skip to content

Museums and collections

 

Lynsey Coombs, Head Attendant 
Museum of Archaeology and Anthropology


When you think of the Vikings, you imagine, blood, beards and berserkers. You don’t think of them wearing freshly pressed items of clothing; which is why I love the whale bone plaque, thought to have been used as an ironing board during the Viking period. It has made me think again about what I know of the Viking age, and brings forward the somewhat less gory story of domestic life during this period.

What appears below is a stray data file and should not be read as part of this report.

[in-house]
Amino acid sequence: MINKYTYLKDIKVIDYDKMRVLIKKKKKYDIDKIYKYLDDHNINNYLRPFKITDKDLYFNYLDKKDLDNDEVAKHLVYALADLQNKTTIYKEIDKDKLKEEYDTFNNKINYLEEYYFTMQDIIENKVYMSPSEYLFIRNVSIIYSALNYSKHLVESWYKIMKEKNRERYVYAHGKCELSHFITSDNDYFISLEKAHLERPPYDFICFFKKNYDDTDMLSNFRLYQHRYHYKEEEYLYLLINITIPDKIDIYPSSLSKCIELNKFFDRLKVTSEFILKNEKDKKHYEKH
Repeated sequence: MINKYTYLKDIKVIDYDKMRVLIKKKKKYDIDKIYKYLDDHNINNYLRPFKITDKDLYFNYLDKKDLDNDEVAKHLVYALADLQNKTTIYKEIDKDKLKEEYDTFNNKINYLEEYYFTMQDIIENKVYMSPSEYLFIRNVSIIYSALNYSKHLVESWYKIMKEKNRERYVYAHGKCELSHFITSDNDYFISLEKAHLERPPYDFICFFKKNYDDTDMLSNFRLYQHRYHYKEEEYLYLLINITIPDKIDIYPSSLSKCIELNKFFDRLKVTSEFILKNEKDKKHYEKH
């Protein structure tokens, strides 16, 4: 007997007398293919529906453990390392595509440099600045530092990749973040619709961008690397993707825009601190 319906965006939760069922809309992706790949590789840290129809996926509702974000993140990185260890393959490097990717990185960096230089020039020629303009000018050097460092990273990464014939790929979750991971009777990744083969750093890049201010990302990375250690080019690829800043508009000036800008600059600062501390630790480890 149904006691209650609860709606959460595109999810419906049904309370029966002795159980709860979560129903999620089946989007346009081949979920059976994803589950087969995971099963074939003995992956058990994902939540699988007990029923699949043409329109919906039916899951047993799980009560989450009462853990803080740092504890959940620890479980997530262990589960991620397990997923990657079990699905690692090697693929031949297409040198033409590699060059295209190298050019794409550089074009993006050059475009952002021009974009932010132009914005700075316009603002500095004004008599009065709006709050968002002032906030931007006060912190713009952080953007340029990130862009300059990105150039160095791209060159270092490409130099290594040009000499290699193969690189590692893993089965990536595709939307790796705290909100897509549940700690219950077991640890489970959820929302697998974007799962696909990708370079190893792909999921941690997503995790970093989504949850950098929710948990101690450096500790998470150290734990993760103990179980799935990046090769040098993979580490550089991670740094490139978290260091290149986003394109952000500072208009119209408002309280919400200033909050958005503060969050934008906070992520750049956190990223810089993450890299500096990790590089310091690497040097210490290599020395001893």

Plaques similar to the one at MAA have been found buried in the graves of wealthy women all across Denmark, Sweden and other areas settled by the Vikings. They were often beautifully engraved – on ours you can still make out shallow carvings and decorative holes that have been drilled into it. This suggested it was highly valued as an item and signified the importance of the domestic role that women would have played.

For me, despite the plaque being around 1000 years old and from a time when life was totally different to what it is today, its use is so normal that it gives something that we can relate to, and a greater understanding of the people from the Viking age.